Suffice it to say we all slept extremely well that night.  And thankfully Ged’s heart was beating better in the morning.  Ben and I decided to visit him after lunch (so hopefully Ben would sleep in the car – ha, ha, this eternal hope of mine is laughable!) By the time we were on our way the hospital had decided to release Ged and he was, according to the nurse, in the ‘transit’ room.  Air side or land side I was tempted to ask . . .

But Ged told me he was being sent home with no monitoring equipment or any guarantee that this wouldn’t happen again so of course I went ballistic.  The nurse knew nothing about his case.  So I called in reinforcements.  I rang Macca and she agreed that he couldn’t come home to the farm without some sort of halter monitor.  She knows only too well what the hospital is like (she used to work there) so she put on her battle armour and said she’d meet me there.  She got there before me and woke Ged up from snoozing in his armchair.  He wasn’t surprised, he knows me well, he just raised his eyes to heaven and said ‘Hi Macca, she called in the artillery, did she?’

Ben and I couldn’t find a car parking space in the same postcode as the Hospital so we took advantage of our 4WD and parked on the grass.  And then walked long, featureless, corridors to find the transit lounge.  Not much of a lounge and not much transiting taking place as its inhabitants looked to have been sitting there long enough to have melded with the furniture.  Apparently waiting for a doc to sign a piece of paper can be an all day affair.  When the very young trainee doc came to sign Ged out with her red stethoscope and matching high heels (I last saw style like that in a B&D Brothel where a friend used to work!) I stated my case for a halter monitor.  She looked shocked to be challenged in her role as benevolent authority and disappeared to find the specialist.  Another well heeled blonde appeared in a pencil skirt and sashayed in front of us to find a meeting room.  Any red blooded man would get better just looking at her!  She was about half my age . . .

I stated my case and she proceeded to bamboozle me with science and medicine which somehow soothed and calmed me even though I cannot recollect a word she said and I didn’t understand most of it.  I think they must learn some sort of hypnotherapy mind control at med school . . . ‘I’m a doctor, TRUST me . . . ‘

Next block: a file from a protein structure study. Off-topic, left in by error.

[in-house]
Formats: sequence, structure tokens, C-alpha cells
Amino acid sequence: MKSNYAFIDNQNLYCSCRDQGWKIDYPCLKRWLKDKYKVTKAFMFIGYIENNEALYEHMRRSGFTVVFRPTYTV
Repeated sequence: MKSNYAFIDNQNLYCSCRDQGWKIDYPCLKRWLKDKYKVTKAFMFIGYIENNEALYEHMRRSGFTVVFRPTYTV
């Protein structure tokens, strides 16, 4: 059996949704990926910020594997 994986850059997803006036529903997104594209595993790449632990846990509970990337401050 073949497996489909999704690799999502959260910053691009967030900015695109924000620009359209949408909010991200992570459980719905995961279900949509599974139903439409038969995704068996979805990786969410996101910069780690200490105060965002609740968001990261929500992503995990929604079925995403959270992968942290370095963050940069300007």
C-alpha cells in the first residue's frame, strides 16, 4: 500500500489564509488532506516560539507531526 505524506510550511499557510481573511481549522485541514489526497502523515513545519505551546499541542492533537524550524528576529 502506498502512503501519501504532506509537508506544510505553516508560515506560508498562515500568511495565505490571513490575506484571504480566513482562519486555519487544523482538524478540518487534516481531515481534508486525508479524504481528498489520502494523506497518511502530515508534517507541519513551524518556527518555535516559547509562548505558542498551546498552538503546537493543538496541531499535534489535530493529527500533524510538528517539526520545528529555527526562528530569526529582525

At least Macca had some fun reading and talking to Ben, even though she didn’t weigh in to my medical stoush, and we got to take our stitched up, banged up, much loved husband and father home.

We all had our safe and ordered world rocked.  Ben then came down with a five day fever and has been a pale and listless caricature of his former self and we are all trying to get a handle on how, why and will this ever happen again.

Ged and I went to the specialist yesterday who at least gave him permission to drive, hooked him up to the ECG again and ultra sounded his heart.  It all looks normal and sounds steady so now they have to work out if he is stress sensitive, so they treadmill him next week and then book him in for a night in the sleep clinic to monitor whether he has sleep apnoea.  He has to lose weight (hurrah, someone else singing from my song sheet!) but then so do I – at least we can help each other there . . .

And we need to make more time for each other, for holidays, for fun as well as the farm, for play as well as work.  I need to learn to relax and enjoy.  Both Ben and Ged can teach me that.  I have to let them.  And we have to savour every moment, treasure each other, stop taking life and each other for granted.  We none of us know how long we’ve got.